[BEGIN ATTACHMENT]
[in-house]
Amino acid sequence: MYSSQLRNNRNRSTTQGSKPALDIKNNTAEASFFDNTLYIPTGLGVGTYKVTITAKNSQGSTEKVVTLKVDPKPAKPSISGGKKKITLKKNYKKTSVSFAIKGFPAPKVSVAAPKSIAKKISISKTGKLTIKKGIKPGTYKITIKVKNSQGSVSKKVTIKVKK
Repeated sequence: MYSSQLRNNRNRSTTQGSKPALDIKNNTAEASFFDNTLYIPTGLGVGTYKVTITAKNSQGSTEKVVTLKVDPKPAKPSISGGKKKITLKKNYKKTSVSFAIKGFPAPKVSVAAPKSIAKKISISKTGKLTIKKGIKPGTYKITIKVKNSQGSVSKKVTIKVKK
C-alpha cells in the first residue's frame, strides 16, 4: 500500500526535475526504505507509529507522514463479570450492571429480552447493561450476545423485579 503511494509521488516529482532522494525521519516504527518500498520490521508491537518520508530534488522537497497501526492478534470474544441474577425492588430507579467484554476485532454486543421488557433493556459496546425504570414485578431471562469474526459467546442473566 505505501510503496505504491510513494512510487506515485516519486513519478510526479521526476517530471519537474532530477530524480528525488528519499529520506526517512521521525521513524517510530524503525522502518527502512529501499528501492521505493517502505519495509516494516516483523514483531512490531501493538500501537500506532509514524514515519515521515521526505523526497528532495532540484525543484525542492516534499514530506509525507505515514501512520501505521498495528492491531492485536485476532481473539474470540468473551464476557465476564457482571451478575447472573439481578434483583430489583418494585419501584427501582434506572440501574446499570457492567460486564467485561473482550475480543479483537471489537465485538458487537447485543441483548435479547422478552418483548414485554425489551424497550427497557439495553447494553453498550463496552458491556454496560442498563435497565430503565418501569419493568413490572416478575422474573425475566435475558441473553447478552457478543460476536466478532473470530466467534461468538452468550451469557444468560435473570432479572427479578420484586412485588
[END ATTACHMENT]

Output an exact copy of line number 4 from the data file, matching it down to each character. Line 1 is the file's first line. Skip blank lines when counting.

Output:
C-alpha cells in the first residue's frame, strides 16, 4: 500500500526535475526504505507509529507522514463479570450492571429480552447493561450476545423485579 503511494509521488516529482532522494525521519516504527518500498520490521508491537518520508530534488522537497497501526492478534470474544441474577425492588430507579467484554476485532454486543421488557433493556459496546425504570414485578431471562469474526459467546442473566 505505501510503496505504491510513494512510487506515485516519486513519478510526479521526476517530471519537474532530477530524480528525488528519499529520506526517512521521525521513524517510530524503525522502518527502512529501499528501492521505493517502505519495509516494516516483523514483531512490531501493538500501537500506532509514524514515519515521515521526505523526497528532495532540484525543484525542492516534499514530506509525507505515514501512520501505521498495528492491531492485536485476532481473539474470540468473551464476557465476564457482571451478575447472573439481578434483583430489583418494585419501584427501582434506572440501574446499570457492567460486564467485561473482550475480543479483537471489537465485538458487537447485543441483548435479547422478552418483548414485554425489551424497550427497557439495553447494553453498550463496552458491556454496560442498563435497565430503565418501569419493568413490572416478575422474573425475566435475558441473553447478552457478543460476536466478532473470530466467534461468538452468550451469557444468560435473570432479572427479578420484586412485588